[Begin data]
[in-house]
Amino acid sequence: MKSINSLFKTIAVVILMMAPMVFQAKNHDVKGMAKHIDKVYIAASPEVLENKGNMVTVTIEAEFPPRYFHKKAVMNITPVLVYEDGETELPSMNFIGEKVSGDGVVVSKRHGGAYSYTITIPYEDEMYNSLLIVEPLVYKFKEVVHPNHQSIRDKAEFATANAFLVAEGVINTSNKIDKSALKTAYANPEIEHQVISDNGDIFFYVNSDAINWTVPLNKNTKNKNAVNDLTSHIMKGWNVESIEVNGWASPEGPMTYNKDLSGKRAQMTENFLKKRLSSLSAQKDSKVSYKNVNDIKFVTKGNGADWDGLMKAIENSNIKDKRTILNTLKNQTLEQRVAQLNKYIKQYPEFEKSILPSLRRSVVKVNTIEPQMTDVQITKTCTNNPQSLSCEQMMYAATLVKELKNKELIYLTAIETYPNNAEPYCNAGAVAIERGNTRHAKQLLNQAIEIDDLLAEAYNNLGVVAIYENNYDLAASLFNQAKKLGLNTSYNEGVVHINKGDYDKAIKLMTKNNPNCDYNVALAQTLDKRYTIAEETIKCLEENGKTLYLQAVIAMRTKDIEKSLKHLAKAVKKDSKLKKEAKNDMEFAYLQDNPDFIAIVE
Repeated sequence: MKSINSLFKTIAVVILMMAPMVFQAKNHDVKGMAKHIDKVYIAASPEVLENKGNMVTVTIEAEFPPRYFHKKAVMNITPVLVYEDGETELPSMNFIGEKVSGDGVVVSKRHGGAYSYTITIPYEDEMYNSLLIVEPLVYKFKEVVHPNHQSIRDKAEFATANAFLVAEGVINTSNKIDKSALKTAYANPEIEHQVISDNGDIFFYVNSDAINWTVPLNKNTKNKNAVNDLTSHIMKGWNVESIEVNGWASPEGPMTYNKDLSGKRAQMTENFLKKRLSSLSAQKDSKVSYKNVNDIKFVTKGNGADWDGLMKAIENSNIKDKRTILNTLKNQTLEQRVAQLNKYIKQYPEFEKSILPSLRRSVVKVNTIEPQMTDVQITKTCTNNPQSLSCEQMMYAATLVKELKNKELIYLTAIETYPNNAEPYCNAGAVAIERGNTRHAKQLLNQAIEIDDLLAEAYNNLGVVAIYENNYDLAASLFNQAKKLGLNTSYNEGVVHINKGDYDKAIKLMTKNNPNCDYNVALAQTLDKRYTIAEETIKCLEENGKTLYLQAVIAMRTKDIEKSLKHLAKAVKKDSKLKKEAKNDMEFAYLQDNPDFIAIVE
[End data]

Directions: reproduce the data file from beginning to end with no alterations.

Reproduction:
[in-house]
Amino acid sequence: MKSINSLFKTIAVVILMMAPMVFQAKNHDVKGMAKHIDKVYIAASPEVLENKGNMVTVTIEAEFPPRYFHKKAVMNITPVLVYEDGETELPSMNFIGEKVSGDGVVVSKRHGGAYSYTITIPYEDEMYNSLLIVEPLVYKFKEVVHPNHQSIRDKAEFATANAFLVAEGVINTSNKIDKSALKTAYANPEIEHQVISDNGDIFFYVNSDAINWTVPLNKNTKNKNAVNDLTSHIMKGWNVESIEVNGWASPEGPMTYNKDLSGKRAQMTENFLKKRLSSLSAQKDSKVSYKNVNDIKFVTKGNGADWDGLMKAIENSNIKDKRTILNTLKNQTLEQRVAQLNKYIKQYPEFEKSILPSLRRSVVKVNTIEPQMTDVQITKTCTNNPQSLSCEQMMYAATLVKELKNKELIYLTAIETYPNNAEPYCNAGAVAIERGNTRHAKQLLNQAIEIDDLLAEAYNNLGVVAIYENNYDLAASLFNQAKKLGLNTSYNEGVVHINKGDYDKAIKLMTKNNPNCDYNVALAQTLDKRYTIAEETIKCLEENGKTLYLQAVIAMRTKDIEKSLKHLAKAVKKDSKLKKEAKNDMEFAYLQDNPDFIAIVE
Repeated sequence: MKSINSLFKTIAVVILMMAPMVFQAKNHDVKGMAKHIDKVYIAASPEVLENKGNMVTVTIEAEFPPRYFHKKAVMNITPVLVYEDGETELPSMNFIGEKVSGDGVVVSKRHGGAYSYTITIPYEDEMYNSLLIVEPLVYKFKEVVHPNHQSIRDKAEFATANAFLVAEGVINTSNKIDKSALKTAYANPEIEHQVISDNGDIFFYVNSDAINWTVPLNKNTKNKNAVNDLTSHIMKGWNVESIEVNGWASPEGPMTYNKDLSGKRAQMTENFLKKRLSSLSAQKDSKVSYKNVNDIKFVTKGNGADWDGLMKAIENSNIKDKRTILNTLKNQTLEQRVAQLNKYIKQYPEFEKSILPSLRRSVVKVNTIEPQMTDVQITKTCTNNPQSLSCEQMMYAATLVKELKNKELIYLTAIETYPNNAEPYCNAGAVAIERGNTRHAKQLLNQAIEIDDLLAEAYNNLGVVAIYENNYDLAASLFNQAKKLGLNTSYNEGVVHINKGDYDKAIKLMTKNNPNCDYNVALAQTLDKRYTIAEETIKCLEENGKTLYLQAVIAMRTKDIEKSLKHLAKAVKKDSKLKKEAKNDMEFAYLQDNPDFIAIVE